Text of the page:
On Internet voting, a reply to Richard Charnin

Lucius Chiaraviglio weighs in on Richard Charnin’s post:

Subject: Re: [ei] Fwd: [MCM] How Internet voting CAN work

Aug 19, 2010 09:00:28 PM, kathy.dopp@gmail.com forwarded From Richard Charnin:
> I disagree with the premise that ALL Internet voting is bad. Actually,
> if the votes are entered at the precinct and uploaded to the Internet
> for tabulation, with PROPER controls (given below) you can have a
> nearly foolproof nationwide system.

Tabulation by programmable devices gives just as much opportunity for
election fraud as voting on programmable devices, except that since
fewer devices are needed for this purpose, the fraud is easier to achieve.

> In Appendix E of my book, I propose a national voting system in which
> votes are entered on a PC by three observers. The votes MUST BE POSTED
> IN FULL PUBLIC VIEW BY USER ID CODE at the precinct. Individual ballot
> data records are uploaded to the Internet periodically.

No matter how honest the observers are, the PC can still lie — it can appear
to the observers to have recorded the vote honestly, and then alter the vote
internally.

> ANY individual or group can download the vote data for any or ALL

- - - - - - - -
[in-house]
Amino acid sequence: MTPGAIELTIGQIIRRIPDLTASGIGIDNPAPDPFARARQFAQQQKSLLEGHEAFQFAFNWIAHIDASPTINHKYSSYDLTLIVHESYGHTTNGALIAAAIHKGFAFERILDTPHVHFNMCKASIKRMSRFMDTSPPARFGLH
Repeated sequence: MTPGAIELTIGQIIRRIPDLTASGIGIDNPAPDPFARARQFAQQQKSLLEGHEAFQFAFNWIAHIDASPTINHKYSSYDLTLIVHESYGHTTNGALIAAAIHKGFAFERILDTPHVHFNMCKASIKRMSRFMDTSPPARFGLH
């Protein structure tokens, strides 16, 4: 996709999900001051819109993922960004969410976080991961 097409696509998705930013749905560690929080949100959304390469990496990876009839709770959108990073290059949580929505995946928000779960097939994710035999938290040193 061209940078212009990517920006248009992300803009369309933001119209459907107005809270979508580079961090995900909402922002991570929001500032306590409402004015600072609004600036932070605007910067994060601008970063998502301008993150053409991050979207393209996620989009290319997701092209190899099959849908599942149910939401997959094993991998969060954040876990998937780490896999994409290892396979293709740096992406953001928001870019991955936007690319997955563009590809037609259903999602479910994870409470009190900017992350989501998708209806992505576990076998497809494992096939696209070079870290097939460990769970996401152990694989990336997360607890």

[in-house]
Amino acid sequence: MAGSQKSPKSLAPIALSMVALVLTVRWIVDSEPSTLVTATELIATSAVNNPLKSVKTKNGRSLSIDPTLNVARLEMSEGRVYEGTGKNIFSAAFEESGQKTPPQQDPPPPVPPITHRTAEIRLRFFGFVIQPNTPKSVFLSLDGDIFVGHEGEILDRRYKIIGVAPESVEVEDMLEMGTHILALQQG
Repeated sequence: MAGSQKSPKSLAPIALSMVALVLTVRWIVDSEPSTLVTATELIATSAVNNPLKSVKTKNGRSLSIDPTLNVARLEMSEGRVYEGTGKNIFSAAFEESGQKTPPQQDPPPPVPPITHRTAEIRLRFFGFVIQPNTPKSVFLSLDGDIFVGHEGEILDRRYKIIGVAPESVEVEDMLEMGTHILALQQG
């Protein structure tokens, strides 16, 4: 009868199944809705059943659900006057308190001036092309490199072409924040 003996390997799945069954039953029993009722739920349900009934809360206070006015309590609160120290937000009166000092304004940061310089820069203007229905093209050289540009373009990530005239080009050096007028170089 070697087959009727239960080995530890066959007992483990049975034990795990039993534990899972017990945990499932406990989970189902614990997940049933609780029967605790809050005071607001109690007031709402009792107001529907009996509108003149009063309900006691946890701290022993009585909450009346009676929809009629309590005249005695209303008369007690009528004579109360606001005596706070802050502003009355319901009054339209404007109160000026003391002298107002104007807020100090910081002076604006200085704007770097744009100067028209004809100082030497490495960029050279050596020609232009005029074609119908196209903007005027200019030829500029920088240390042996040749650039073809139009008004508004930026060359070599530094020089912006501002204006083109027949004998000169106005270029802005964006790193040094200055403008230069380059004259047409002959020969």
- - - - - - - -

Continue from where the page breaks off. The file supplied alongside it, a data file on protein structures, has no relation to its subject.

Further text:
> precincts in the state. They and CHECK the aggregated district and
> county totals (calculated by OPEN SOURCE CODE ON THEIR OWN PCs.

How do you know that what you downloaded is what the system really
tabulated and what the voters really entered? No way.

> Triple data redundancy:
> 1- Votes posted at the precinct.

Which could have been altered by the vendor, just like in Ohio in 2004 by
Triad Election Systems.

> 2- Each Voter has a ballot copy

Which is only useful if you hand count ALL of them. In that case, might as
well hand count them all in the first place.

> 3- Votes are recorded on the Internet by precinct code/user ID

No guarantee that this cannot be tampered with.

> 5- Votes are tabulated on the Net by Open Source and by an individual
> using a standard spreadsheet

Open source on your own PC does not guarantee open source on the
machines doing the tabulation. Open source initially on the machines doing
the tabulation does not guarantee open source on these same machine
when election day arrives.

> It is a simple, cost effective, secure and redundant. That’s why it
> has not been and never will be implemented.
>
> Now, if you see a flaw in this VERY INEXPENSIVE SYSTEM, tell me.

It would only give a false sense of security and redundancy. Therefore, it
might actually get implemented after considerable token resistance.

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